Rollie Free Letter from Phil Vincent

Rollie Free Letter from Phil Vincent

1st August 1950
Mr. Rollie R. Free
1740, No. Gramercy Place
Los Angeles 28,

Dear Rollie,
I thank you for your letter of the 28th of July and am now pleased to inform you that your “Black Lightning” model has very successfully past its speed tests.

As before we only had a short 1,600 yard aerodrome runway to use, but in this space the machine, running on a 3.1 to 1 gear, easily reached 135 before being changed into top and then proceeded to accelerate very hard in top gear before it had to be cut.

The tester, who is very experienced with our “Black Lightning” models, formed the opinion that the machine was very definitely considerably under-geared and would pull a very much higher gear quite satisfactorily. Since the engine appeared to be developing its main power at over 6,000 R.P.M. , when a distinct megaphone effect became apparent in the higher revolution range in the form of a greatly increased surge of power, we have little doubt that this machine is capable of traveling very much faster than the last one which we sent to you.

At this point I must interject a very serious note of warning because we have fitted our latest type of cylinder heads and carburettors and large inlet valves as used in the single cylinder T.T. models this year, but due to the fact that we have had no chance to carry out the necessary experiments with a twin cylinder model, we have not dared to fit our newly designed big end which will stand almost unlimited revolutions from the engine.

A failure of the crankpin at very high speeds was too dangerous to be contemplated, so we have had to play safe and fit the same type roller big end as you had on the other machine and as we fit as standard to all models.

This big end, wilst very good at all usual speeds has a very short life at speeds over 6,400 R.P.M. It is therefore essential that you should gear the machine so that you will not exceed 6,400 R.P.M. on top gear, and that you should watch your tachometer and change up in plenty of time before the danger mark is reached.

The change over to the new type big end when we have had an opportunity to test and prove its security in the twin cylinder engine, is relatively simple for any precision machine shop, and we hope in due course to be able to send you the necessary new crankpin parts, together with a drawing showing the necessary alterations to your flywheels so that by next year you can have the machine equipped with the new type big end.

We shall be shipping the machine through our usual Shippers, Messrs. Morison Pollexfen & Blair Ltd. , 90, Fenchurch Street, London, E.C.3., and the transit forward from New York will be handled by their New York Office, Messrs, J.J. Murphy & Co. Inc., South Ferry Bldgs, 44, Whitehall St. No doubt Mickey already knows quite well their Broker in Los Angeles.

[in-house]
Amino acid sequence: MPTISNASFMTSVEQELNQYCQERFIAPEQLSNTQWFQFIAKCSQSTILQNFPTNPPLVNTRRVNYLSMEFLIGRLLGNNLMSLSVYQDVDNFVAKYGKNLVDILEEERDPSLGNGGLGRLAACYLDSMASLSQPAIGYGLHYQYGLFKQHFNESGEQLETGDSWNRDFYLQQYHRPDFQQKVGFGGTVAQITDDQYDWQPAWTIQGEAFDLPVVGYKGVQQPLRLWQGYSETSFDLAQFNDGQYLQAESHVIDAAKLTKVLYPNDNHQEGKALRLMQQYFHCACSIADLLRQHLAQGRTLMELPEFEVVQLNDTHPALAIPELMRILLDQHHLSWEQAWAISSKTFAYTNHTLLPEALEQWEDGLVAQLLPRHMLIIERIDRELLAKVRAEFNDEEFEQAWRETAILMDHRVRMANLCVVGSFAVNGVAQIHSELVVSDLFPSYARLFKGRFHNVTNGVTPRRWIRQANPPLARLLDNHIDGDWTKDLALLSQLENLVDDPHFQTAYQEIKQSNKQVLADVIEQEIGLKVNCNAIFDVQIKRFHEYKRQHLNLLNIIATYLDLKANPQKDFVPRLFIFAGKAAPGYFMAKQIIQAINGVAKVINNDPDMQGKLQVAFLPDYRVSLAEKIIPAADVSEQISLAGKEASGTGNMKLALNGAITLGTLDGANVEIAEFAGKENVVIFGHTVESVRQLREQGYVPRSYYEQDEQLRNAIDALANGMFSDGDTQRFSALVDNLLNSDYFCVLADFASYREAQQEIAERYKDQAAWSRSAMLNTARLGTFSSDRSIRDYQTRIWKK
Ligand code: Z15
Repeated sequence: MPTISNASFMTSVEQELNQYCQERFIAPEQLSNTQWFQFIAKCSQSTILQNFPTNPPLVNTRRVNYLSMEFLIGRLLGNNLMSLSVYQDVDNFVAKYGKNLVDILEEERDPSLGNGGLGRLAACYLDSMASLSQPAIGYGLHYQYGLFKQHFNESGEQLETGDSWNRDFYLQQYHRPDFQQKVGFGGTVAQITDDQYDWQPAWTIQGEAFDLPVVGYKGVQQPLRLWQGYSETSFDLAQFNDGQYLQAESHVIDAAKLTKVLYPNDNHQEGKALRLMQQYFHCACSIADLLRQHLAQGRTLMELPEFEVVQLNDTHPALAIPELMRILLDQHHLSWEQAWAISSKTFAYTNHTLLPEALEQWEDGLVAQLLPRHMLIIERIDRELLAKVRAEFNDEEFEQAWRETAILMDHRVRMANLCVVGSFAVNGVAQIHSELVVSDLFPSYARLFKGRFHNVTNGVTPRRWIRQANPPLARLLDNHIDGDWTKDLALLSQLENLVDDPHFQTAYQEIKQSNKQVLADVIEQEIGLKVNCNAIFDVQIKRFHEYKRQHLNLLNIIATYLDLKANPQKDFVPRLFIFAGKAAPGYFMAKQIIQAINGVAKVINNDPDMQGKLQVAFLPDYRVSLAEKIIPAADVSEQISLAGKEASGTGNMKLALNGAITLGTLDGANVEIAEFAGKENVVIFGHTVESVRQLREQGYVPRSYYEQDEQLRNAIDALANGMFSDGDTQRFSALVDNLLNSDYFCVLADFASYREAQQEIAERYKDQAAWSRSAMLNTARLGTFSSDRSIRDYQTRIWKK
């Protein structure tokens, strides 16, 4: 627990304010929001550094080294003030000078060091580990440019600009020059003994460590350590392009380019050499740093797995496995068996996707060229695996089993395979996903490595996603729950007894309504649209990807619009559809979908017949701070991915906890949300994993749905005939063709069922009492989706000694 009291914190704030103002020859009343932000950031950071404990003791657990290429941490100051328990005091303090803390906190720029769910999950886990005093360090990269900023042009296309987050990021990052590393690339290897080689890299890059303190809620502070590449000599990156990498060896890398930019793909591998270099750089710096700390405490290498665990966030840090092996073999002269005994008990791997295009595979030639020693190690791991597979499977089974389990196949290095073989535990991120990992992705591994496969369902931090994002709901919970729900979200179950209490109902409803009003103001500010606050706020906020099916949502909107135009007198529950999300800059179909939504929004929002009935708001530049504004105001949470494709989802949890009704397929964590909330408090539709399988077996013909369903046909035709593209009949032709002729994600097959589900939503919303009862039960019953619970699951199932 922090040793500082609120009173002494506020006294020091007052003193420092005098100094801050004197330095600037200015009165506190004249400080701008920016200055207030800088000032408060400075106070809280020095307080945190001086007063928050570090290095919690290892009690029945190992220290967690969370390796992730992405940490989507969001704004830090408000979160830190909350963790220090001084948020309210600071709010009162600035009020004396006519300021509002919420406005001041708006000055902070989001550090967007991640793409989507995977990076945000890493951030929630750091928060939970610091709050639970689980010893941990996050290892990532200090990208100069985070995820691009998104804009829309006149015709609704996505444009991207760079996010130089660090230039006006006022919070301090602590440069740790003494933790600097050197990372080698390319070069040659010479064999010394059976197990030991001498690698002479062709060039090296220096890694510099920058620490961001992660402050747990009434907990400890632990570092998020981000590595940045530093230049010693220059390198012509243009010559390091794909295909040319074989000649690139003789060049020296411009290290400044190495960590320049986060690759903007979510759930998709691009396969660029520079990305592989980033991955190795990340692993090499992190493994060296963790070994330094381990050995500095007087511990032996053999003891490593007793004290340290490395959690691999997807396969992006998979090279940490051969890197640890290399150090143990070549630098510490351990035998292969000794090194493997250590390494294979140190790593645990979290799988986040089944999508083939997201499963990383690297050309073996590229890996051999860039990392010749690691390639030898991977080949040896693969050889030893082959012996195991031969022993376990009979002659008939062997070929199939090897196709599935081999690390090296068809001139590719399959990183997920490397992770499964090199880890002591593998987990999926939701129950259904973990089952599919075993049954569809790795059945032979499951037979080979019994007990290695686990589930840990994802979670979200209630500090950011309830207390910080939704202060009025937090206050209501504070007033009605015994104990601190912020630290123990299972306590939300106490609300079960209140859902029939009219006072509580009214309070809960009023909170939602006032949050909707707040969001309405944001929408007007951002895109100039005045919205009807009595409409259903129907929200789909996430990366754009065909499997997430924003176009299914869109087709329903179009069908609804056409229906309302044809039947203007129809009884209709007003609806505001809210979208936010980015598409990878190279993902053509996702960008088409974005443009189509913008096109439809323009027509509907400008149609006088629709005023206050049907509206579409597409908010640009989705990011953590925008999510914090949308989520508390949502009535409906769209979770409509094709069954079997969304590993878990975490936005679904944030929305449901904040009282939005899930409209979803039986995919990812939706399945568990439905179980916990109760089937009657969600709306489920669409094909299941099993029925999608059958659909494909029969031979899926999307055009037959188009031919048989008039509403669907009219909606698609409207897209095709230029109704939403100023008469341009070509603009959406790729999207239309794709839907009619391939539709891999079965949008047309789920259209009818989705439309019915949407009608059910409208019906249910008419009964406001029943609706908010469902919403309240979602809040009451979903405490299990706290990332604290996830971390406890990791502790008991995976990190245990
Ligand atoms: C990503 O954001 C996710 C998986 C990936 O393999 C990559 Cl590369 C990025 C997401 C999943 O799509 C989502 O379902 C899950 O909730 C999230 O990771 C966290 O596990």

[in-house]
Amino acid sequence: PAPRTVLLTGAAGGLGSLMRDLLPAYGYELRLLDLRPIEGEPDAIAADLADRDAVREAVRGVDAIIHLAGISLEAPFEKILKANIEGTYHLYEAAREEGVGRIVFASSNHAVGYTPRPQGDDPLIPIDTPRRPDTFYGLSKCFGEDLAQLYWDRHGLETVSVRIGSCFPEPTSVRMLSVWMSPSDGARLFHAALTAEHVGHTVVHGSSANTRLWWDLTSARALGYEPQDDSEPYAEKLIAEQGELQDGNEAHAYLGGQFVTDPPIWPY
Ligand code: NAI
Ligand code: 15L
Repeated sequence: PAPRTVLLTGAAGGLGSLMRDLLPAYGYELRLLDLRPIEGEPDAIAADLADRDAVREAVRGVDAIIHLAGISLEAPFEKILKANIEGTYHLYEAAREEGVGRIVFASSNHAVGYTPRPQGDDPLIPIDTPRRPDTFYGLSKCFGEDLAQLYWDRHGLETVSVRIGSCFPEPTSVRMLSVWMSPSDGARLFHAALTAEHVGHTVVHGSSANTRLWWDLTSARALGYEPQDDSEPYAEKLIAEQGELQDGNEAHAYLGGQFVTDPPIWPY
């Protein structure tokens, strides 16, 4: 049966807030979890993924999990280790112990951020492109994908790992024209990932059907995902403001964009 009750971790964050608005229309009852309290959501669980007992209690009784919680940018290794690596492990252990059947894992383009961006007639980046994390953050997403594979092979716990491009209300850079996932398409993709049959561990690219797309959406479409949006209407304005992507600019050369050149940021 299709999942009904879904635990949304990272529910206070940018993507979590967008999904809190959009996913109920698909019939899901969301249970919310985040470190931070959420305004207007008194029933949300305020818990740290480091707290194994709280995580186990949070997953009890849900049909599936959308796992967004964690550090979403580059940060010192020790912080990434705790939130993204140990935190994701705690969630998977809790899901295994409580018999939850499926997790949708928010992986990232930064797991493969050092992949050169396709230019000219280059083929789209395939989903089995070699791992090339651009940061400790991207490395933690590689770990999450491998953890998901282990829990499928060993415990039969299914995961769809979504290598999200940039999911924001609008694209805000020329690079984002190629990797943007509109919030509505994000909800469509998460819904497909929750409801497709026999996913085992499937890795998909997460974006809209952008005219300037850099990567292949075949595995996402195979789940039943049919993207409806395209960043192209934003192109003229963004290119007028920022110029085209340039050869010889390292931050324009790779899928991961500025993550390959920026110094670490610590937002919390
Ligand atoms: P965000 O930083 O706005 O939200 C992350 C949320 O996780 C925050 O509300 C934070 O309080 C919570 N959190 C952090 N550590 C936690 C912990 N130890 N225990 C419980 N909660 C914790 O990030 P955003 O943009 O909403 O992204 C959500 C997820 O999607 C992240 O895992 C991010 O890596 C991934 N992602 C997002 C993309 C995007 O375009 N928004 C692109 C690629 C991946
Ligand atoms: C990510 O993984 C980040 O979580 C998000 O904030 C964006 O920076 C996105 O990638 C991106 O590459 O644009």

The machine has not yet actually left the works but we are hoping to have it away within the next two or three days.

There is one other word of warning I must utter, this being that these special cylinder heads fitted for the sprint mile are still in the experimental stage and we cannot rely on an exhuast valve life greater than about 250 to 300 miles. This is a matter that is under going investigation at present, but time has been too short to arrive at any conclusion due to the extreme pressure on all departments of our business at present. The machine has already covered some 125 miles or more on test but, of course, most of this has not been at racing speed. you should therefore be perfectly safe for at least another 120 miles before running any risk of valve trouble, but meanwhile we are having two more valves prepared and hope to pass these foward to you within the next few days so that should you have to carry out a great deal of practice you can change them before you run into trouble.

For any duration records that you may decide to attempt we are enclosing two standard type “Black Lightning” heads and two smaller, standard size, carburettors, and these must be substituted for any appreciable distance runs. For this purpose, of course, they will be more than adequate since you will be running at very much lower speeds.

I am writing to-day to the A.C.U. to ask what progress is being made regarding the permit for the A.A.A. to check your record attempt.

I am very sorry for the delay that has arisen but we have been simply swamped with work. Sales output and deliveries are breaking all records and there are so many special parts that have had to be made for this machine that the toolroom, which is already overburdened with work, took longer than was expected. However, it is now, as mentioned earlier, complete, and I trust that it will arrive quite safely in time, and that every success will attend your efforts.

Wishing you the very best of luck,
Yours very sincerely,


Phillip Vincent


p.s. The machine is being crated with sprockets that give a high gear of 2.43 to 1 also alternative sprockets for lower gears.